Project 189 is no more. It has ceased to be. And with that, the Yankees, no longer constrained by any potential financial windfall, have little to no reason to not continue their off-season spending spree. The team as-is appears to be an 87 to 91 win squad, with fairly large error bars around both numbers, considering the age and depth (or lack thereof) therein. As we discussed on Wednesday’s podcast, there is little in the way of upper-level talent that the Yankees can count on to fill-in the current cracks in the armor, let alone those that may crop up over the course of a 162-game season. That potential issue, taken hand-in-hand with the Yankees reinvigorated financial muscle, has one very possible solution – the free agent market.
Even the most optimistic fan believes that the Yankees need a bit more help at either second or third base, and the bullpen. A few pessimists may even suggest that some additional help is needed in the rotation, due to the concerns over last year’s version of CC Sabathia, the age of Hiroki Kuroda, and the unproven nature of Masahiro Tanaka. With each potential win being so valuable to the team’s cause this season, let’s see if the market can solve any or all of these issues.
The Infield: Stephen Drew
As Michael discussed yesterday, Drew is an excellent fit for the Yankees. His swing is all but tailor-made for Yankee Stadium, his strong defense at shortstop suggests that a transition to 2B or 3B should be feasible, and that defensive ability would make him the ideal in-house replacement should Derek Jeter be out for an extended period of time. Sure – he will cost the Yankees yet another draft pick … but with the draft essentially designed to prevent teams with lesser draft picks from coming away with much of anything, that may be moot.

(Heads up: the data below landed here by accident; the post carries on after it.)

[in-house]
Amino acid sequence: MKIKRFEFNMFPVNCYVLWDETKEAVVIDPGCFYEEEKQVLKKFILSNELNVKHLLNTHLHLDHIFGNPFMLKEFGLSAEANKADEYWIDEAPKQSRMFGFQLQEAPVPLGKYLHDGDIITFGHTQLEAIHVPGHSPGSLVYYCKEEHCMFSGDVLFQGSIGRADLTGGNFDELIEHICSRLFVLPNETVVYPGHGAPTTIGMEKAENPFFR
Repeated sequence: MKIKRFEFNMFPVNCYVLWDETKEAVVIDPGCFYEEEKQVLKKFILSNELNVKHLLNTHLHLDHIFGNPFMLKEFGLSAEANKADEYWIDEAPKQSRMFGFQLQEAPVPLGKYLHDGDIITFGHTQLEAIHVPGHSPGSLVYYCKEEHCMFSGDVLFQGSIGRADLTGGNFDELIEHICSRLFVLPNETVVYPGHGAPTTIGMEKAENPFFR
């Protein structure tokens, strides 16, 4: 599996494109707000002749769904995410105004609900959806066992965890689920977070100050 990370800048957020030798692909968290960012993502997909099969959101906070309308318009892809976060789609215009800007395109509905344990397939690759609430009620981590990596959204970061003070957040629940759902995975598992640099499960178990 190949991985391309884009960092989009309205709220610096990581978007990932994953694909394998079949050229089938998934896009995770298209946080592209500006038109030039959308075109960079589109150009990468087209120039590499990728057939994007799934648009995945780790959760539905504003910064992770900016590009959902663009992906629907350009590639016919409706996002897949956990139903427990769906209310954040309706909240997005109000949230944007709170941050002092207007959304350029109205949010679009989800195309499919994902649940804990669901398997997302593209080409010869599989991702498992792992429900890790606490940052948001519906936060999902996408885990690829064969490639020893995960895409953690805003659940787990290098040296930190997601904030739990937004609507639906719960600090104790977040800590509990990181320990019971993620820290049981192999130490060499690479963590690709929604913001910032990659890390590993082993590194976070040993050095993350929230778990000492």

The Bullpen: Fernando Rodney/Rafael Betancourt, Jose Mijares/Mike Gonzazlez
Rodney and Betancourt both took a step back last season, and the latter is currently recovering from mid-season Tommy John Surgery. However, both have a strong track record of success in the late innings, as well as some experience closing. And Rodney has experience closing in a pennant race in the American Leauge East, if you’re into that sort of thing.
As is the case with Rodney and Betancourt, neither Mijares nor Gonzalez performed up to their previous standards, yet managed to put up decent seasons nonetheless. Both Mijares (.225/.288/.335) and Gonzalez (.219/.287/.346) have long histories of stifling left-handed batters, and either would give the Yankees a proven foil for the David Ortiz‘s and Chris Davis‘ of the world to pair with Cesar Cabral or Vidal Nuno.
The Rotation: Paul Maholm
I have discussed Maholm ad nauseam in the past, and I feel that those points still stand. And, with only one left-handed starter in the rotation, Maholm gives the Yankees that little bit of balance that they have grown accustomed to.
The larger gain made by signing Maholm may well be the boost it provides the team’s pitching staff on the whole. It pushes one of David Phelps and Adam Warren to the bullpen (further strengthening the group), with the other staying stretched out in the minors. It also allows Michael Pineda to build up more arm strength as he gets further away from a severe shoulder injury, which is quite beneficial.
This leads to a simple question – are any of these moves necessary? And my answer is a somewhat flippant ‘yes.’ The Yankees have spent quite a bit of money already, yet they are still in a somewhat shaky position in the American League, as several other teams have improved quite a bit (with few truly slipping). Just one of these moves could add a win to the team’s likely output, which could be enough to push the team from out of the playoffs, into the division lead. Signing all of these players may well make the team the favorite in the East. All this, of course, for nothing of consequence (beyond a bunch of cash).